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The Opinion of the Court Gave Away Too Many Hints, in my opinion
assigator
keturah wrote in legalize_kretek
In the mid '90s, the FDA took it upon themselves to regulate tobacco. In March 2000, a 5:4 Supreme Court ruling ended that. In the ruling, delivered by Justice Sandra Day O'Connor, it was noted that compliant with the Food, Drug, and Cosmetic Act (FDCA), if the tobacco were to fall under the jurisdiction of FDA, FDA would be obliged to ban it altogether. The ruling is fine but the diction rather too motivational.

1. For the economy (and consumer health too)
The ruling recognizes that Congress rather than banning tobacco products, implemented a health warning labelling and advertising system. "Its express policy is to protect commerce and the national economy while informing consumers about any adverse health effects.

So maybe this is why Congress had to weed out that pesky Indonesian market in these scarce times? At least one pathetic defence for this bill that I have heard was for protection of domestic market. John Geoghegan of Kretek International, California-based importer of cloves, says "The total flavored cigarette business is a little bit less than two-tenths of one percent of all the cigarettes sold." Our < 0.198% translates as about 20% for Indonesia, by the way. So while it has little effect on our national economy, it will shake up Indonesia.

2. Congress has to say so (so just ask lobby them!)
The penultimate statment of the ruling set legislators to work: " No matter how important, conspicuous, and controversial the issue, and regardless of how likely the public is to hold the Executive Branch politically accountable, an administrative agency’s power to regulate in the public interest must always be grounded in a valid grant of authority from Congress."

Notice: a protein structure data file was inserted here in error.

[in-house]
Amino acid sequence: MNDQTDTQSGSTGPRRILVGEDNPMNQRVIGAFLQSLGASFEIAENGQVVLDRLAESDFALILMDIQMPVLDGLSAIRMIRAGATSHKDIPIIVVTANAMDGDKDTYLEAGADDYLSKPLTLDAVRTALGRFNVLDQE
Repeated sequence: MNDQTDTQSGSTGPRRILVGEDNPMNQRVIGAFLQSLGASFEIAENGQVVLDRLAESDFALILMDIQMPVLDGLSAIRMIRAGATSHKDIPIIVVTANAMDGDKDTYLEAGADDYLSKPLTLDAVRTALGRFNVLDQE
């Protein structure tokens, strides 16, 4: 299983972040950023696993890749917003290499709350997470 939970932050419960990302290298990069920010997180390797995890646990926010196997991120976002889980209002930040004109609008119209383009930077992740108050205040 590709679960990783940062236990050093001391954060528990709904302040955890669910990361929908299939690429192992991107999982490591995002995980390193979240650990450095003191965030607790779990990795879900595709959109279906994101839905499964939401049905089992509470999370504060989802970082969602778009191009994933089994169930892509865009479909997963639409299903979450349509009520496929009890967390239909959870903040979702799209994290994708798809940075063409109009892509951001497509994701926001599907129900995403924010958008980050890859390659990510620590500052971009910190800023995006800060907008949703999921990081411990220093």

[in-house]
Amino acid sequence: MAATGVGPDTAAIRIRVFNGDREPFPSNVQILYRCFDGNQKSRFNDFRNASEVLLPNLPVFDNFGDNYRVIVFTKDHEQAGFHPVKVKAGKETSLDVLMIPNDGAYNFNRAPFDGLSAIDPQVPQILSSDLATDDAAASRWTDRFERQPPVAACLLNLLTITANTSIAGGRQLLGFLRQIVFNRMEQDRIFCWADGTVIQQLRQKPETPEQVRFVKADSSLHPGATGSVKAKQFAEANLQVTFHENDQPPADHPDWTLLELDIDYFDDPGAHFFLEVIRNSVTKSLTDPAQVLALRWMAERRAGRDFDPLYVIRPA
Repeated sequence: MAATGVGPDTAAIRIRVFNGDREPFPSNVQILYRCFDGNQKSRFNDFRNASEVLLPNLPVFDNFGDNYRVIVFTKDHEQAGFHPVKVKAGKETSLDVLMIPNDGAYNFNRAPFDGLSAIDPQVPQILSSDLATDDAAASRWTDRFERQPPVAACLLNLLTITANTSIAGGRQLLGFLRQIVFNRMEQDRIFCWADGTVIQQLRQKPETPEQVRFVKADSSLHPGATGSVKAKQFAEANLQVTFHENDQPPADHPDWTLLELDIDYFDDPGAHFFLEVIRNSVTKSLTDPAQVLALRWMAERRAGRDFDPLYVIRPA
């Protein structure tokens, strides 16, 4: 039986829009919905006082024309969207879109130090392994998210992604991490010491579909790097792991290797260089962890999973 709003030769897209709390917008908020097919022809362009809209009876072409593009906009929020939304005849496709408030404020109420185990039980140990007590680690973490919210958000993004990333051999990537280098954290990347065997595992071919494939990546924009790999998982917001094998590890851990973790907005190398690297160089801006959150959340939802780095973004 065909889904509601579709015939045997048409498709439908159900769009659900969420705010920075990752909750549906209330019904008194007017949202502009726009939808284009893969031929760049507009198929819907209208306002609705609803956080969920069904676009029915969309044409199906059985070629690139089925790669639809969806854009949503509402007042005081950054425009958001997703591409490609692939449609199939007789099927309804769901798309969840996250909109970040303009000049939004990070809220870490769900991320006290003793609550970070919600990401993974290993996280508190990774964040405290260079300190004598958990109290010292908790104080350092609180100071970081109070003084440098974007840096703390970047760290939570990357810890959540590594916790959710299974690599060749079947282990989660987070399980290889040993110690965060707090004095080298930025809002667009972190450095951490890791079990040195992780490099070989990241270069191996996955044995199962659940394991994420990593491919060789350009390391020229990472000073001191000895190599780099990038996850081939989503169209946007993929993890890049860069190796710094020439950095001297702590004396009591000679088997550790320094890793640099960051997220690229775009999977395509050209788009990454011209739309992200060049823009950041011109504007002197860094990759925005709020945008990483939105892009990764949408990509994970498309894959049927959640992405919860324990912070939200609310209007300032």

So here we are. Congress has granted that authority, but it is not valid-- at least, the reasons for granting that authority are not valid, and the current head of the Executive Branch did not exercise his power of veto (just because he loathes his own smoking habit, apparently).

3. Congress be not cryptic (only sneaky)
Here is where Justice O'Connor is mistaken, in my opinion: "It is highly unlikely that Congress would leave the determination as to whether the sale of tobacco products would be regulated, or even banned, to the FDA’s discretion in so cryptic a fashion."

But they did manage this in a cryptic fashion. Congressman Waxman introduced H.R 1256 in the midst of the the mortgage crisis, crippling unemployment rates, and chatter over the corporate bailouts. The papers were pushed through the House and the Senate, just a month before the "socialized" medicine controvery was ignited with the introduction of H.R. 3200. And by now, it seems that no one is talking about anything else. That is how to do it. Phillip Morris has enjoyed a lovely conspiracy of circumstances, and only the Gothic community really cares. Unfortunately, political activism seems not to be a hallmark of Gothic counterculture.

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From the last link:

Lol, this is funny. Ok, #1 the ability to use tobacco isnt a right in the constitution, therefore they are taking no right away from you. #2, trust me, they will never ban all forms of smoking tobacco, our econemy is too dependant on it.

No. And no.

But I guess, people who can't spell 'economy' should be excused for having opinions like this.

Yeah, the people just do not get it [1],[2]. If they are going to joke around, cannot they at least be funny?

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